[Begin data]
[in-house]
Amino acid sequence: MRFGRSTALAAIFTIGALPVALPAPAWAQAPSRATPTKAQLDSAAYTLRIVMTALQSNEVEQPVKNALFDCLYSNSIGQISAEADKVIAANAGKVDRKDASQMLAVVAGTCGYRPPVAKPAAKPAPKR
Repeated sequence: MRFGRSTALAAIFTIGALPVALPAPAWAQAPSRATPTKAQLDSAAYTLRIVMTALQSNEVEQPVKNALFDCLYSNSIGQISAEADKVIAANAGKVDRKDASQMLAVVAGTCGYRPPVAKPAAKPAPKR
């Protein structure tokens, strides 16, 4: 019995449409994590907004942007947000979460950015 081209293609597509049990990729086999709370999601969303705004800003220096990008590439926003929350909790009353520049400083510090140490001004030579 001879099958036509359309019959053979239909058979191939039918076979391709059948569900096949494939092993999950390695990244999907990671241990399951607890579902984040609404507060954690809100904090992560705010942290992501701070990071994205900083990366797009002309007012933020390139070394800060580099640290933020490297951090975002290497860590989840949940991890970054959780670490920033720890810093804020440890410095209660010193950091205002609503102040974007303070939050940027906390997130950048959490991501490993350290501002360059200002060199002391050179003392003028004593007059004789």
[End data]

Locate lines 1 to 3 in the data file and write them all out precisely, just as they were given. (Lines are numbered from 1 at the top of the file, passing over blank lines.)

[in-house]
Amino acid sequence: MRFGRSTALAAIFTIGALPVALPAPAWAQAPSRATPTKAQLDSAAYTLRIVMTALQSNEVEQPVKNALFDCLYSNSIGQISAEADKVIAANAGKVDRKDASQMLAVVAGTCGYRPPVAKPAAKPAPKR
Repeated sequence: MRFGRSTALAAIFTIGALPVALPAPAWAQAPSRATPTKAQLDSAAYTLRIVMTALQSNEVEQPVKNALFDCLYSNSIGQISAEADKVIAANAGKVDRKDASQMLAVVAGTCGYRPPVAKPAAKPAPKR